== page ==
Indonesia faces long-term emergency

News and Press Release
Originally published
UNICEF said today that multiple threats to the health, well-being and basic education of Indonesia's children constitute nothing short of an international emergency. Increased humanitarian aid is urgently needed to meet worsening economic and social conditions in the world's fourth-largest nation, according to UNICEF Executive Director Carol Bellamy.
Ms. Bellamy's message coincided with Indonesia's Independence Day today.

"The fate of millions of Indonesian children and women is at stake," she said. "Some four million Indonesian children below the age of two are already severely malnourished and more than 30 per cent of the country's children are at risk of failing to complete primary school. Civil unrest has lead to egregious violations of human rights. Catastrophic economic collapse, with the local currency worth less than one-fifth its previous value and consumer staples nearly doubled in price, will have an impact on the country for years to come."

Ms. Bellamy expressed concern that over $50 billion in emergency loans to Indonesia by the International Monetary Fund (IMF), the World Bank and other lending agencies may not be enough to turn things around. "It will take years for Indonesia to recover," she stated, "and sustained international aid is critically important to saving the lives of children. The world community must do what is necessary to rescue the potential of Indonesian children through good nutrition and schooling that will enable them to participate in the competitive world of the 21st century."

"A growing number of poor families are either not enrolling their young children in school or pulling older children out so they can assist in supporting the family," Ms. Bellamy explained. "UNICEF is supporting a major Back-to-School campaign to try to keep all children in school. We are concerned, however, that this important initiative will collapse if we do not have the necessary funds."

In terms of UNICEF's funding expectations, some $5 million in promised block grants for education of poor children has not yet been received.

On the nutritional front, despite generous grants from Australia, Canada, Norway, United States and others, UNICEF is still well short of the $18 million a year needed to help ensure that all of Indonesia's children under two years of age are adequately nourished.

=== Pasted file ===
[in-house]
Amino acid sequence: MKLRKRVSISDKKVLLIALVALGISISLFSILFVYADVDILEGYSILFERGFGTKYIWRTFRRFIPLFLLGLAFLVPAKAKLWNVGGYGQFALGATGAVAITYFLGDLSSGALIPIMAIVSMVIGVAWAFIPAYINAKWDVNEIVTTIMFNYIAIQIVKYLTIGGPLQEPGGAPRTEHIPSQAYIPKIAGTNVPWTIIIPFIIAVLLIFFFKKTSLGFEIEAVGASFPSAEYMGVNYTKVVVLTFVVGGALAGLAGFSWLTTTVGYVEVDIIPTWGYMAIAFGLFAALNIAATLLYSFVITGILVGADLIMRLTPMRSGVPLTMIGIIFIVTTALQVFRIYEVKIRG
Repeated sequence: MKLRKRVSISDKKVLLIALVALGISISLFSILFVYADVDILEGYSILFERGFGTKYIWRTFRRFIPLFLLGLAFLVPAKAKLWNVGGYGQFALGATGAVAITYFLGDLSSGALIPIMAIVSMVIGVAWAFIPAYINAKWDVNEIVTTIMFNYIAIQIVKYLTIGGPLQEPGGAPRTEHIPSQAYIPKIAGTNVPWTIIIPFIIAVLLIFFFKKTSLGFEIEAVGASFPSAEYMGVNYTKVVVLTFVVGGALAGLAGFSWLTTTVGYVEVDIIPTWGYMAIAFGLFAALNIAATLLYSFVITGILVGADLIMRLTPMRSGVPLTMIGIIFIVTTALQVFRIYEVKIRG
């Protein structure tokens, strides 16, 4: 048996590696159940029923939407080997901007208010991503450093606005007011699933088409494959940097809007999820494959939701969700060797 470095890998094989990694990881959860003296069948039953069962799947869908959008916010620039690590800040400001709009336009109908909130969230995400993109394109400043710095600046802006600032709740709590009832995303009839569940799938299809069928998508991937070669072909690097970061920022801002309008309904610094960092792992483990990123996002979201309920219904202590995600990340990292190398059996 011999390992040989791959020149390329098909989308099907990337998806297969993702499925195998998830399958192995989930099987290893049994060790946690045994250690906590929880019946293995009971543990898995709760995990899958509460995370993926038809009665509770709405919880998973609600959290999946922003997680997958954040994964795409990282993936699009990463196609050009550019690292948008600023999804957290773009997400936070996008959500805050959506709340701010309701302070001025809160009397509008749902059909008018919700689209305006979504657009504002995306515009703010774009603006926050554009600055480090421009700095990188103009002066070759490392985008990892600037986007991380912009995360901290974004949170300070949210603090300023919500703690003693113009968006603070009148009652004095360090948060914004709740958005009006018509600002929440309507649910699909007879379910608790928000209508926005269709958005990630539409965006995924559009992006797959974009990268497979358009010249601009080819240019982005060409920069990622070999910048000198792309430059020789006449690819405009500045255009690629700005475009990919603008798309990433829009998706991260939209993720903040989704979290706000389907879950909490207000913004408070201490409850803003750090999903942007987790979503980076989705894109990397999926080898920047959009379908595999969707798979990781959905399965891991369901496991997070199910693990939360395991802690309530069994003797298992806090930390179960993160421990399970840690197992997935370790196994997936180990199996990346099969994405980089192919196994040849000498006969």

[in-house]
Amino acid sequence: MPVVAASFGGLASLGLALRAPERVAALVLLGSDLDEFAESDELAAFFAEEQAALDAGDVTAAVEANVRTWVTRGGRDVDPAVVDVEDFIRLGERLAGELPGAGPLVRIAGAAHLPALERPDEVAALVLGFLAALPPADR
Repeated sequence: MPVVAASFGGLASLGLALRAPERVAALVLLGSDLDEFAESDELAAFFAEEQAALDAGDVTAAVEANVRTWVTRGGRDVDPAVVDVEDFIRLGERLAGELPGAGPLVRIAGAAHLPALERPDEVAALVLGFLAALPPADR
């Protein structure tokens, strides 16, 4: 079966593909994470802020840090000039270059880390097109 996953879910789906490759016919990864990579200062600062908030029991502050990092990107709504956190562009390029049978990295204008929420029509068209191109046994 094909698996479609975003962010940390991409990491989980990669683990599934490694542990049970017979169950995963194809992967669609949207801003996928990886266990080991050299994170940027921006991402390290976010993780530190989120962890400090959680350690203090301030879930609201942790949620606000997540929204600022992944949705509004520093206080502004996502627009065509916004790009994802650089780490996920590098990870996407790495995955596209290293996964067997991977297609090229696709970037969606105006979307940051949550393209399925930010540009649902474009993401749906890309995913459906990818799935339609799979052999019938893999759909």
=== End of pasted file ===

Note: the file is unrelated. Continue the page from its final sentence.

In March, UNICEF launched a Rapid Response Complementary Food Initiative to provide low-cost food to Indonesian infants. "Pre-packaged fortified infant food is sold at a nominal price of 4 US cents for 500 grams -- enough to supply one child for 10 days," Ms. Bellamy explained. "In light of the low costs involved, it is deeply regrettable that we do not have sufficient funds in hand."

UNICEF is re-orienting its entire Programme of Cooperation in Indonesia so as to increase responsiveness to the deepening crisis. For obvious reasons, however, the organization is placing primary emphasis on directly supporting poor families to meet their basic health, water supply and nutritional needs in the difficult conditions of the current hyper-inflation. UNICEF is collaborating with a number of non-governmental organizations in implementing these programmes and working closely with the Indonesian Government to ensure that national policies give adequate focus to the rights of children and women.

Ms. Bellamy also expressed concern for human rights in Indonesia and urged vigorous prosecution of those responsible for the rape of more than 150 ethnic Chinese women and girls, mainly in and around Jakarta, during several days of rioting after the fall of the Suharto government in May.

"Given the unrelenting nature of crises that affect children and women around the globe, donor fatigue is understandable," Ms. Bellamy concluded. "But when we can measure in a few pennies the difference between life and death, we must make sure that all that can be done will be done, and as soon as humanly possible."

Please email with comments or requests for more information, quoting CF/DOC/PR/1998/40.